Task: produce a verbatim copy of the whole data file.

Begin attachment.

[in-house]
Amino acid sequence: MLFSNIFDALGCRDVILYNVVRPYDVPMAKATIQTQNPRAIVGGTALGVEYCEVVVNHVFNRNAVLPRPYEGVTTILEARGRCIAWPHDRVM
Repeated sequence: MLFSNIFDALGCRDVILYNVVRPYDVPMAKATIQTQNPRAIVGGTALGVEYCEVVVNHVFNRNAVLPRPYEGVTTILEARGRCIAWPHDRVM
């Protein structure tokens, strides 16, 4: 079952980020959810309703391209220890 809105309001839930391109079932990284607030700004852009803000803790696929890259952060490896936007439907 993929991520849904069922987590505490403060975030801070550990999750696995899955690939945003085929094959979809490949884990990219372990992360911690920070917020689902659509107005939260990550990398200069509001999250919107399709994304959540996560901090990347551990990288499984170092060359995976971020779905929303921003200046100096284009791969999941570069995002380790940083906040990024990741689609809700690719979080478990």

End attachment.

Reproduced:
[in-house]
Amino acid sequence: MLFSNIFDALGCRDVILYNVVRPYDVPMAKATIQTQNPRAIVGGTALGVEYCEVVVNHVFNRNAVLPRPYEGVTTILEARGRCIAWPHDRVM
Repeated sequence: MLFSNIFDALGCRDVILYNVVRPYDVPMAKATIQTQNPRAIVGGTALGVEYCEVVVNHVFNRNAVLPRPYEGVTTILEARGRCIAWPHDRVM
């Protein structure tokens, strides 16, 4: 079952980020959810309703391209220890 809105309001839930391109079932990284607030700004852009803000803790696929890259952060490896936007439907 993929991520849904069922987590505490403060975030801070550990999750696995899955690939945003085929094959979809490949884990990219372990992360911690920070917020689902659509107005939260990550990398200069509001999250919107399709994304959540996560901090990347551990990288499984170092060359995976971020779905929303921003200046100096284009791969999941570069995002380790940083906040990024990741689609809700690719979080478990």